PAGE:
I used to make New Year’s resolutions. Well, one resolution specifically. For most of my adult life, I’ve been unhappy with the size of my body, and disappointed by the numbers on my bathroom scale. So every year, I would vow to myself come January 1st that this would be the year. The year I lost the weight, and kept it off.
If American news media is to be believed, I’m firmly in the majority. On lists of the most popular New Year’s resolutions, “lose weight” is almost always at or near the top. And it often shares space with its cousins, like “get in shape” and “eat healthier,” which seem innocuous and even empowering on the surface — but what are we really picturing as the outcomes of those goals? More often than not, the mental image is the same: a visibly slimmer body.
If December is the supposed month of excess, then January has been anointed the time of penance for those excesses. The food media I consume has once again turned its attention from sugary, fatty treats to demure portions of vegetables; the health-and-wellness publications I follow are chock-full of diet tips and fitness trends. The implication is that we’re not doing these things because we take delight in them; we’re doing them to offset the damage of the season before. And even places that usually eschew talk of bodies and weight will slip in casual comments about holiday-related waistline growth, and the need to trim that right back down.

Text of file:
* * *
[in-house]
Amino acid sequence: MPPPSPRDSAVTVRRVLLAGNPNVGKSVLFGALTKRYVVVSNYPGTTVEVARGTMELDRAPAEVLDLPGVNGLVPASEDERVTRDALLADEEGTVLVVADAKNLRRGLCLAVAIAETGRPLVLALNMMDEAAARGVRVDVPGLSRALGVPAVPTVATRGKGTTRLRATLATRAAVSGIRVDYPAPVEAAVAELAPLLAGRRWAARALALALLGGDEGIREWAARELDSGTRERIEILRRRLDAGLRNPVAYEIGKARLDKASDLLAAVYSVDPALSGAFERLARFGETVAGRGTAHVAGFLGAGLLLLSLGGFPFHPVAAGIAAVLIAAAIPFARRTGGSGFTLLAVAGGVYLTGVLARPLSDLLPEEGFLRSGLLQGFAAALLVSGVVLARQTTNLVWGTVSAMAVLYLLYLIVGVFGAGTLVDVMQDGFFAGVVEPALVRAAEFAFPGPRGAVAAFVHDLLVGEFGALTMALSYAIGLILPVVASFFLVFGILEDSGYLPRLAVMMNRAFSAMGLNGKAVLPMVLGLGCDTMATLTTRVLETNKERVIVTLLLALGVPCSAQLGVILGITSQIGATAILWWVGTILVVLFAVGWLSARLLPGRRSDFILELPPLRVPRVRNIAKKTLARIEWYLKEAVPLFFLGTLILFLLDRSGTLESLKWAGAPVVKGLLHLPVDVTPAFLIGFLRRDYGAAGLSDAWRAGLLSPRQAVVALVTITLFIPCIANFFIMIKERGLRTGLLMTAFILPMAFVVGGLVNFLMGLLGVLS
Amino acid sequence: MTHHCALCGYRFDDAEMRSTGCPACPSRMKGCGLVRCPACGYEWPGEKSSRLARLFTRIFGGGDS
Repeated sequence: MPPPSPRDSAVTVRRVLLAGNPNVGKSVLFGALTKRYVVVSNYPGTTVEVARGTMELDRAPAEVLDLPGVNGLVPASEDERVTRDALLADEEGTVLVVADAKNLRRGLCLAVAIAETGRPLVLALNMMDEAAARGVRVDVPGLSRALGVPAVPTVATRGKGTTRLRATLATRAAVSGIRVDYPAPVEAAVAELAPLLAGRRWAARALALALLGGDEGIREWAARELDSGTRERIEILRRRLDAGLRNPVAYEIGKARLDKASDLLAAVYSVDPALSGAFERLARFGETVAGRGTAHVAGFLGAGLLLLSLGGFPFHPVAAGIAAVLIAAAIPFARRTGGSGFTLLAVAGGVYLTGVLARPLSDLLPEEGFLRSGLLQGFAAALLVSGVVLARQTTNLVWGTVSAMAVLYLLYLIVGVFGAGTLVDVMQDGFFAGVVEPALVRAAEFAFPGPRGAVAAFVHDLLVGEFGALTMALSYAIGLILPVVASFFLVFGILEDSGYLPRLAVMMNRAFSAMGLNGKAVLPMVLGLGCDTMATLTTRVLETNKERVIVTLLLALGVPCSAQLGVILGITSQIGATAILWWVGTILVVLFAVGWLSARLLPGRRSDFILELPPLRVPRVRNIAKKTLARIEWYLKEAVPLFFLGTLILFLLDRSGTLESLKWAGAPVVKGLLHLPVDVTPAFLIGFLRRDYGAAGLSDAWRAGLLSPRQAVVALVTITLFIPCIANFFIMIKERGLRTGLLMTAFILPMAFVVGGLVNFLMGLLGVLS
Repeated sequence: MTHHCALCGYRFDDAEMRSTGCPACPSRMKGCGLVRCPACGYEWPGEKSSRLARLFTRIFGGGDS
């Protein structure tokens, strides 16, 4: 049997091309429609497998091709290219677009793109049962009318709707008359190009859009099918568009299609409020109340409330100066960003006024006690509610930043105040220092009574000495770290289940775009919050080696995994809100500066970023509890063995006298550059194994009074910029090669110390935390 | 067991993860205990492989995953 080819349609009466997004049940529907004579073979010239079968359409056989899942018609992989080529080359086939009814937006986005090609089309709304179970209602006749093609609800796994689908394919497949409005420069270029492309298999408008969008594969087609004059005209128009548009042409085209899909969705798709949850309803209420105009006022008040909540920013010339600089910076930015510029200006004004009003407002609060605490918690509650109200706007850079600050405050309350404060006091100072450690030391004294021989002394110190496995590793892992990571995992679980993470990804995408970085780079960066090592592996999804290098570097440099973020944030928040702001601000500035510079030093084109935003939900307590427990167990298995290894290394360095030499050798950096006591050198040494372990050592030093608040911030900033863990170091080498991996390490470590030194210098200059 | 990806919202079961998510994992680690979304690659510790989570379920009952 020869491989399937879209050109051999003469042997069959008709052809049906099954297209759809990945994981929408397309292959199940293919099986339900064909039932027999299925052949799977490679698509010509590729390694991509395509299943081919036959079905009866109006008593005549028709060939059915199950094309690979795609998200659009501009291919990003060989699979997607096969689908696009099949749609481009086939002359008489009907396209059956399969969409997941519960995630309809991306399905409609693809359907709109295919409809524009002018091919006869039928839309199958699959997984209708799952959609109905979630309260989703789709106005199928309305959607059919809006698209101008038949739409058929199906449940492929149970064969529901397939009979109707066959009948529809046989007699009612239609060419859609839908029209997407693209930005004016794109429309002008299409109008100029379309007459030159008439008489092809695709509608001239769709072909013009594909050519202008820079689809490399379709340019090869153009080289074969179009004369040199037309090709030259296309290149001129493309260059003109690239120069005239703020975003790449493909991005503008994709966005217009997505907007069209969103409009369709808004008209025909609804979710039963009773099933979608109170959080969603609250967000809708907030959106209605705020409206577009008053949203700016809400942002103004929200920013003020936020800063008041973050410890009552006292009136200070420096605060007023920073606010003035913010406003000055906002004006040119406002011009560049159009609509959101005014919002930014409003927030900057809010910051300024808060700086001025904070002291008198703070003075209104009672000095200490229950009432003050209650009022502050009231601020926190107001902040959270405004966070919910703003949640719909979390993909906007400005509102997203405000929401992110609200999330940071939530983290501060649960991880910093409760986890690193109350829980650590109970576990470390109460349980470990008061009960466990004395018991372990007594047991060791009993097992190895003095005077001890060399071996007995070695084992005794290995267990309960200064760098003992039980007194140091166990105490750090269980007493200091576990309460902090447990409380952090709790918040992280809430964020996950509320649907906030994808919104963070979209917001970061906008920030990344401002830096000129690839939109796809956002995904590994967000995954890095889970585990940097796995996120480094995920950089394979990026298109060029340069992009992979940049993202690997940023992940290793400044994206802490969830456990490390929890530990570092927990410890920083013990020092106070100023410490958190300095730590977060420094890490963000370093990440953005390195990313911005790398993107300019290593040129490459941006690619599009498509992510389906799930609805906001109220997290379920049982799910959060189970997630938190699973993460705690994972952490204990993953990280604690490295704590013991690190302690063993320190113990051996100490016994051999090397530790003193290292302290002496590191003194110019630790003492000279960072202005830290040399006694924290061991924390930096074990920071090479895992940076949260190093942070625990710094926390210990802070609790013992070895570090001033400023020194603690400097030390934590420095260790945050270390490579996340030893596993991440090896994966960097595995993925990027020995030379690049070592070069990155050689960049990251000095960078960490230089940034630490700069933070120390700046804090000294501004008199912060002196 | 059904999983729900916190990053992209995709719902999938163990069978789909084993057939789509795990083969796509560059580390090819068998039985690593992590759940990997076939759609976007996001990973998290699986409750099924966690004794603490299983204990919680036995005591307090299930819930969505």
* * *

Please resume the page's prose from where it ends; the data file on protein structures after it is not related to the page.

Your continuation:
It’s no secret that America has a puritanical streak, where the sins of the flesh — say, indulging in foods deemed morally unworthy — must be corrected via deprivation and discipline. This plays right into what intuitive-eating advocates refer to as “diet culture,” an all-encompassing paradigm that equates …read more
Source:: The Week – Health